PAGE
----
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Investigation underway into Va. EMS system’s multi-million-dollar budget deficit

Officials said the Office of Emergency Medical Services is dealing with the deficit due to years of budgeting beyond available resources


Photo/courtesy Greg Friese

By Sarah Roebuck

RICHMOND, Va. — The Virginia Department of Health is conducting an internal investigation into the Office of Emergency Medical Services, according to WTVR.

VDH’s Chief Operating Officer, Christopher Lindsay, revealed in November that the OEMS, a division of VDH, is dealing with a multi-million-dollar deficit due to years of budgeting beyond available resources, WTVR reports. Lindsay also mentioned that an internal audit revealed overspending on contracts and a history of transferring funds from one source to another to address budget shortfalls, all happening with minimal or no supervision.

VDH has declined to comment on the details of the budget deficit, but Virginia State Police confirmed to WTVR that it was investigating allegations of financial irregularities involving the OEMS.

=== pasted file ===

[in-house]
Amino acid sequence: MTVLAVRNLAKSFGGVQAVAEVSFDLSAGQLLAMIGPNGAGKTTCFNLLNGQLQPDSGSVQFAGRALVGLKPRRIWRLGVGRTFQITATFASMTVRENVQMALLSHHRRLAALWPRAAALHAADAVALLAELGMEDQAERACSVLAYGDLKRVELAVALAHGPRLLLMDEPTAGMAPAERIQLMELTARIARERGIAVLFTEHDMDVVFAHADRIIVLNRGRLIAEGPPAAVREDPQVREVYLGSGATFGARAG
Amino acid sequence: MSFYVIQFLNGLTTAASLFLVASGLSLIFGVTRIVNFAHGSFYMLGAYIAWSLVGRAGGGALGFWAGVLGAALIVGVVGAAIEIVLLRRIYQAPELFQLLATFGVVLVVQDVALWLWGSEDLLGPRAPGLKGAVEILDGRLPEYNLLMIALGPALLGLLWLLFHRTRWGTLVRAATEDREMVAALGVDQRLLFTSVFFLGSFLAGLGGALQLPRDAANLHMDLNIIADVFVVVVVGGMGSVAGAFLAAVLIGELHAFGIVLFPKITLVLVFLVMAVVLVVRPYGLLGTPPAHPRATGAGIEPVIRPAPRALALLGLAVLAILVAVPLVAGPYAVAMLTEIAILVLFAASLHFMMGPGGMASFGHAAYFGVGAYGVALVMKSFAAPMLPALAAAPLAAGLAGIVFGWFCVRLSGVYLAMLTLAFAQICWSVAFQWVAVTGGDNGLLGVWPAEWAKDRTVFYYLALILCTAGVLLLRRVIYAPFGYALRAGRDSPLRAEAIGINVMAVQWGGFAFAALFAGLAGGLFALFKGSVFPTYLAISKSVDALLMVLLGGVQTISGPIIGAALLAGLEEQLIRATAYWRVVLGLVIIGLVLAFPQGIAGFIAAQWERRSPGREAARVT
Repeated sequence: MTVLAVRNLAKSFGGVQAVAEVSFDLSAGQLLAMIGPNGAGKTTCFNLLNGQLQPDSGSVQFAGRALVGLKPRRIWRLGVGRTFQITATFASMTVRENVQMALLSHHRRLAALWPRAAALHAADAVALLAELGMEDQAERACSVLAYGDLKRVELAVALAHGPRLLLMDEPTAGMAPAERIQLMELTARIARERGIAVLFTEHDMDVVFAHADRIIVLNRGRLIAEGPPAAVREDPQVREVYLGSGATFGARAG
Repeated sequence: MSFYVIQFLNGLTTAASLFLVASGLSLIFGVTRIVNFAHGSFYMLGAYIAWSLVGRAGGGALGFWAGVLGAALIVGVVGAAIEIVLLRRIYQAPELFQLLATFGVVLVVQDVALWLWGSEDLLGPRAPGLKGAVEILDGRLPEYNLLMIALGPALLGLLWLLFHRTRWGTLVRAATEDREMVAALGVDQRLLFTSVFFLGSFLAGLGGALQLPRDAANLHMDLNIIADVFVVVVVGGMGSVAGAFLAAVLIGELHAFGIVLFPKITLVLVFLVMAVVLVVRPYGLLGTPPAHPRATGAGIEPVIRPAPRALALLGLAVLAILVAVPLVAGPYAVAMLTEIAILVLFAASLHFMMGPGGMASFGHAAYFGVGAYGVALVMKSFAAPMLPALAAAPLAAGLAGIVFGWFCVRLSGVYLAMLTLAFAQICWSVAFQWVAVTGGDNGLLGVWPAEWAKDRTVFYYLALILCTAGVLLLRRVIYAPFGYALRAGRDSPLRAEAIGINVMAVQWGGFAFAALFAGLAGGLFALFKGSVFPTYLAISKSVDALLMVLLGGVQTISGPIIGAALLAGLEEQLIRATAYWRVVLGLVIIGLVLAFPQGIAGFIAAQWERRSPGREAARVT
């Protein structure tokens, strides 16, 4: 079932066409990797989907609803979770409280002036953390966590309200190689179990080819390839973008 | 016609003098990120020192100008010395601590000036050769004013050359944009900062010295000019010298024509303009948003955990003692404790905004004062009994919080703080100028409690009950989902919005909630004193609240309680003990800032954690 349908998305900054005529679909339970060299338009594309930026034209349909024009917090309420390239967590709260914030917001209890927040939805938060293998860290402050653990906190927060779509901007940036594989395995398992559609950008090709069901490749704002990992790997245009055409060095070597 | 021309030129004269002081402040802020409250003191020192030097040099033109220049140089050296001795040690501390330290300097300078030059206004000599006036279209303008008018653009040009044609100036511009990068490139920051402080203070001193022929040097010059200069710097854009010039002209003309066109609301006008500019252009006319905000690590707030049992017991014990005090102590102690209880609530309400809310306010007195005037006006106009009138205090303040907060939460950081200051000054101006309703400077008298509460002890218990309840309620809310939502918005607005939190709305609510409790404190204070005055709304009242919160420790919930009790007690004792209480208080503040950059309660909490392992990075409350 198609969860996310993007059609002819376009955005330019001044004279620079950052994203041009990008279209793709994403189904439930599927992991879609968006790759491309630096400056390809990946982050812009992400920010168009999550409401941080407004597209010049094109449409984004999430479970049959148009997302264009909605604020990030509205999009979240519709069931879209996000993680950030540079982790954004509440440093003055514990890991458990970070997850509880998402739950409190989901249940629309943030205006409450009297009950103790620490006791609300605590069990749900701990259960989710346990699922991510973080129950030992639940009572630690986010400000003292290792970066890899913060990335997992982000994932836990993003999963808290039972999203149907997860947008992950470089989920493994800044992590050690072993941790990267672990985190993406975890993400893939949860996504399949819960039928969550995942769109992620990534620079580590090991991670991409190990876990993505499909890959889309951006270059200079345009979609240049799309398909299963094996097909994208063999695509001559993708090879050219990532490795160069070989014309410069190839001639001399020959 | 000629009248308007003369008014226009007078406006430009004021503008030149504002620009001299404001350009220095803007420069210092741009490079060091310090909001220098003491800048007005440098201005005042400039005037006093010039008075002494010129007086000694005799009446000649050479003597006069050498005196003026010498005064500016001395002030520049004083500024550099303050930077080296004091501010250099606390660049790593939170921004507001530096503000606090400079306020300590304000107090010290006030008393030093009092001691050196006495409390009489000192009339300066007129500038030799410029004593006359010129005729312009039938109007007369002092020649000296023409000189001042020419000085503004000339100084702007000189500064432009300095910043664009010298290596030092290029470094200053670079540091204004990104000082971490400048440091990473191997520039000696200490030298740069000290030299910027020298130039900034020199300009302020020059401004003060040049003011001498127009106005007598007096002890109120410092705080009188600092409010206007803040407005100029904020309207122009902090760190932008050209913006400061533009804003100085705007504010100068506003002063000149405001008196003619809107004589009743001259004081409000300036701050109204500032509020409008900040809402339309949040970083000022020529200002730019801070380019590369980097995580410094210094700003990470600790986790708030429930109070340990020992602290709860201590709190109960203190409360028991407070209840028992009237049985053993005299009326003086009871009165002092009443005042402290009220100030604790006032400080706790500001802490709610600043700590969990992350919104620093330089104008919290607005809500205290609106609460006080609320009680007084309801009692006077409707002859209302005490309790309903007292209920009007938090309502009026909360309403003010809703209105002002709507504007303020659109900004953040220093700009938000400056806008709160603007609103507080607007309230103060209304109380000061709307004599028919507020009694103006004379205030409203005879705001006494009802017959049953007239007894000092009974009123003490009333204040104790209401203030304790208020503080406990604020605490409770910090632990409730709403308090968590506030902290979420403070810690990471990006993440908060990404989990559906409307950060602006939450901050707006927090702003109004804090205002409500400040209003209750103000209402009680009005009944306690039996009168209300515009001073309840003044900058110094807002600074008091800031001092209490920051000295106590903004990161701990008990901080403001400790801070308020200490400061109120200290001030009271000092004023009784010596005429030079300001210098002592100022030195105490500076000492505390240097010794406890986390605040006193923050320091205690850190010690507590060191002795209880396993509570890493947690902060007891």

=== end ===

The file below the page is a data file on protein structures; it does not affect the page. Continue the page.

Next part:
Due to a budget deficit in the last fiscal year, the OEMS had to call off its annual symposium, an event that typically provides crucial training for Virginia’s emergency workers, aiding them in meeting their ongoing education requirements.

During a November board meeting, State Health Commissioner Dr. Karen Shelton expressed that the present budget of the OEMS does not correspond with its revenues and restructuring changes are necessary.

At the same meeting, she was unable to provide board members with a timeline for when the 11 regional EMS councils of the state would receive funding from the state to cover bills and staff salaries.

This “poses a serious threat to the existence of our councils,” Tracey McLaurin, with the Regional EMS Council Executive Directors, told the board and the commissioner. “We weren’t made aware until August that anything was going on. We are on the verge of financial collapse.”

“We work from a contract, we are a contractor for the Office of EMS,” McLaurin said. “When we do work we expect to get paid for the work we are completing.”

At the November meeting, the EMS Advisory Board unanimously approved a motion asking VDH to prioritize the immediate disbursement of overdue payments to the councils for contractual obligations that have already been provided and completed.